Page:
Pre-Existing Failures on vehicle being covered: The buyer purchases their used car extended warranty on a vehicle with a pre-existing condition, like a broken A/C and leaking radiator and a slipping transmission then makes a claim 2 weeks after buying the warranty. They get denied of course, because red flags went up in the warranty administrator claims center, the customer gets angry and goes online spouting off about what a rip-off the company is, when they were trying to rip off the company themselves. Let's see, how stupid can we be here? Filing a fraudulent claim for a preexisting condition within days of buying a vehicle service agreement sets up red flags with every warranty company, and you will be denied. Some warranties have a 60 day or 1000 mile no claim allowed period. If you buy a car with known issues, then you proceed to buy a warranty with the intent of getting them to pay for your repairs, you will be sadly disappointed. That's also unethical. You should always have a mechanic inspect a used car before you buy to make sure the transmission or motor oil is not burned. These companies are a lot smarter than you with expert mechanical inspectors who can tell if neglect was the cause of a failure, and can still reject the claim, based on lack of scheduled maintenance.
Forced into an extended warranty by an unscrupulous car dealer: Car shoppers, particularly those with bad credit, are often illegally forced into buying an extended warranty by the car dealer, as a "requirement by the bank or you won't get the car loan." This, of course is fraud, as we call it, so be sure to read our famous Top 10 Car Dealer Scams list, with details on this Forced Warranty Scam, and how to avoid it. But so many people with bad credit are victims of this very common violation of the Truth In Lending Act, which we profile extensively in our other consumer advocate guides on the site to protect you from being ripped off.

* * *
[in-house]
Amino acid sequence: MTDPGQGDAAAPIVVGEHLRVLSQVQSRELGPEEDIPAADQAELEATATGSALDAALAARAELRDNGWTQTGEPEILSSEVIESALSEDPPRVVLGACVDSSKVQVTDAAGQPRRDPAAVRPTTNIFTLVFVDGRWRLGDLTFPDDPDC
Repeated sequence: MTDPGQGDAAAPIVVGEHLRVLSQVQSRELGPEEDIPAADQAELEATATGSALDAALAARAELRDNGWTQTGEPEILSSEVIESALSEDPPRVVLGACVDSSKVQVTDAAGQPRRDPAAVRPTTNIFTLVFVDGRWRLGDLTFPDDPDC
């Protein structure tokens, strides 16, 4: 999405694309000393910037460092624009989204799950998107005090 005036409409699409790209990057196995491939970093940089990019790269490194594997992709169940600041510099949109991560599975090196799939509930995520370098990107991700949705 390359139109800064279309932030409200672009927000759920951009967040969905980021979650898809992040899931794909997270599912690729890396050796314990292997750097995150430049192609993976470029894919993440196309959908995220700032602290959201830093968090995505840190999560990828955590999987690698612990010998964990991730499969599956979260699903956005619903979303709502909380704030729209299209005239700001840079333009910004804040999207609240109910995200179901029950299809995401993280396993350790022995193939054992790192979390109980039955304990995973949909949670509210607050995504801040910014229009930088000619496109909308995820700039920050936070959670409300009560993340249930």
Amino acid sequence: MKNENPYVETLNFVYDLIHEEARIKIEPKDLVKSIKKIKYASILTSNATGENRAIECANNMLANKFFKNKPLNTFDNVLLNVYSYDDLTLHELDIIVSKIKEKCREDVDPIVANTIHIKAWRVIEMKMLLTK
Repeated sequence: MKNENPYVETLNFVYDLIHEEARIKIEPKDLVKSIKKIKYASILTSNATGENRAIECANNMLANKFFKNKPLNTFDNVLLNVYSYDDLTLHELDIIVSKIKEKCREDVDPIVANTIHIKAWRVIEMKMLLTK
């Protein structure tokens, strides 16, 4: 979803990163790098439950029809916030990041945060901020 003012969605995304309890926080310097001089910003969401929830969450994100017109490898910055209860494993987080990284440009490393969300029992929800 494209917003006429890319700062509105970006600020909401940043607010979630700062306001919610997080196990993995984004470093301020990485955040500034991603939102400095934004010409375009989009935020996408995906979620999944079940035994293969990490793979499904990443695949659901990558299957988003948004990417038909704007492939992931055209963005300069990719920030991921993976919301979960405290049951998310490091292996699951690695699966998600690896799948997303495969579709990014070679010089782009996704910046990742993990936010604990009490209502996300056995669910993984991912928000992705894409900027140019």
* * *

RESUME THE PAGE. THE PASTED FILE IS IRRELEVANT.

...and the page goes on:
Purchasing in haste with no prior research: Most shoppers are not savvy at all, buying their extended warranty in haste, spur of the moment, while in the car dealership finance office, they just want to finish up the sales paperwork, and get home with their new car, and they didn't have a chance to research it. They also believe every lie, every error, and every incorrect "fact" which the salesperson tells them. You know they never thought to read the contract for the vehicle warranty before signing. Now they have no idea what they just bought. The warranty company's marketing slick sheet is not a contract, and of course doesn't really tell you what is covered, and more importantly, what is excluded from coverage. If they refuse to show you a contract for you to read to protect your rights before buying, then don't buy that car warranty no matter what, no exceptions. Even if the sales manager tells you they are out of contracts, they should not be selling you a contract without the contract. If they lie and tell you the contract comes later, then do not buy. The contract comes now or you don't purchase the extended warranty from them. This devastates many car buyers out there, who end up buying some useless diluted car warranty, purchased at the dealership with inflated price, instead of getting quotes online from reputable companies like CARCHEX, and avoiding paying additional over-padded commissions to a middle man car dealership.